As a customer experience (CX) consultant, I'm in a lot of contact centers, talking to executives about their CX initiatives. I often hear things like, "We installed a knowledge base, but we’re just not seeing the results we expected," "Proactive chat isn't giving us a lift in conversion," or "We installed a new agent desktop, but we’re not seeing the efficiency gains." So I ask some business process questions and typically find that their processes just don't support their strategic vision or technology expectations. New technology was implemented, but the business processes never evolved to effectively utilize it.

Let's look at Virtual Assistant as an example.Virtual Assistant is a combination of natural language, contextual knowledge, chat and scripting. Implementing Virtual Assistant and immediately expecting it to be successful is like installing a kitchen sink without putting in the plumbing underneath.You have to implement technology capabilities in layers and mature your processes along the way—implement a knowledge base and develop your knowledge management processes and content; employ natural language and fine-tune it to your industry and business. 


Many companies have implemented multi-channel solutions: desktop, chat, email, web self-service, knowledge base, etc. and assume they're providing an omni-channel experience. But typically these are point solutions, the systems are disconnected, the channels are siloed, and there is very little integration between the support applications. This is a good example of tech adoption without strategy, and causes inefficiency at an operational level. But more importantly, it causes frustration for the customer. There is no visibility to all customer interactions and profile information, causing the customer to have to re-explain their issue and giving them a sense that the company doesn't know them at all.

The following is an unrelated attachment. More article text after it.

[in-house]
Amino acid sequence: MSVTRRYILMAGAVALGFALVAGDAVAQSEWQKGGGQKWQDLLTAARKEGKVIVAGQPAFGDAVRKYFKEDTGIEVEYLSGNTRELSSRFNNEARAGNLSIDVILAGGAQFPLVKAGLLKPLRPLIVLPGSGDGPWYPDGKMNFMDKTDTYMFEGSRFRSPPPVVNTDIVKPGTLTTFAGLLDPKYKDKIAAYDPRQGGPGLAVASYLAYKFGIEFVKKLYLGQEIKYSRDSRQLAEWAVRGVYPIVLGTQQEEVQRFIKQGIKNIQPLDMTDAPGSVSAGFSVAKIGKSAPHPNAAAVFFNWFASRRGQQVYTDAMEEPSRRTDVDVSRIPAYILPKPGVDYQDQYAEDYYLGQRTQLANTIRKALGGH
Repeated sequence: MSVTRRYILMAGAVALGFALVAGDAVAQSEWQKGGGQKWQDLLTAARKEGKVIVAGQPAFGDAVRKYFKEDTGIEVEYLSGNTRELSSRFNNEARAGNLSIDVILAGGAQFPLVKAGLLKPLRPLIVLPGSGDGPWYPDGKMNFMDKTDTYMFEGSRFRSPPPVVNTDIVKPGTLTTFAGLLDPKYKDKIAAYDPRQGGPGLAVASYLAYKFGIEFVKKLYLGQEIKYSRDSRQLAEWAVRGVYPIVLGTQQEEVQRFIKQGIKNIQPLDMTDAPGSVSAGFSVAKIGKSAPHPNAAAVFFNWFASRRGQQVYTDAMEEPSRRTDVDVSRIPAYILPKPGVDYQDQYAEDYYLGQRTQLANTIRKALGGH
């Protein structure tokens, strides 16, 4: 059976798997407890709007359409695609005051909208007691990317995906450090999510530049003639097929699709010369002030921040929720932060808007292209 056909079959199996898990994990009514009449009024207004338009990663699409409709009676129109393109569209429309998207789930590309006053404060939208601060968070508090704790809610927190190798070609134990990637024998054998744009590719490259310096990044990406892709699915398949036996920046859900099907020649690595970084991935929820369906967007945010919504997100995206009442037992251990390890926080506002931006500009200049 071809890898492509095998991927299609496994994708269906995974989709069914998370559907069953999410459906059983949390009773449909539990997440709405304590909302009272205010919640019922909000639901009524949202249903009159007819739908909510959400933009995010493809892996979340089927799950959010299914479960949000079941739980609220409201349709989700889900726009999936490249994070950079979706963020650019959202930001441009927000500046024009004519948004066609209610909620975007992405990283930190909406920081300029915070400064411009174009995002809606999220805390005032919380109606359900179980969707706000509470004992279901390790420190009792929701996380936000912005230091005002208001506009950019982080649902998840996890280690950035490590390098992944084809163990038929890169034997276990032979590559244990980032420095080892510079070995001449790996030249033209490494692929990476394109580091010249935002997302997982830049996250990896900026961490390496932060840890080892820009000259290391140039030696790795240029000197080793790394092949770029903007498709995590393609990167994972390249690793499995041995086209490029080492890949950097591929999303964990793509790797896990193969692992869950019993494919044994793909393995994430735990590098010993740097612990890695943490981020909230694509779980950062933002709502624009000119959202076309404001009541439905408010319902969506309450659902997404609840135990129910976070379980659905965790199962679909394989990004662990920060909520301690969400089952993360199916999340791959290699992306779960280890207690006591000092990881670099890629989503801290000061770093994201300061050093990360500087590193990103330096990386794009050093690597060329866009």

To solve this problem, industry leaders are moving to fully integrated solutions that provide true omni-channel support, ultimate configurable flexibility, and agent desktop tools to personalize the customer experience. But technology adoption is a process, not an end-state; you can't start at the finish line. Too often, companies with CX initiatives will implement top-tier solutions, and expect all their goals to be attained through the technology alone, as if the systems themselves are a panacea. Technology solutions are only as good as the strategy and business processes they support, and it's critical to understand what those are and the capabilities needed to attain that maturity.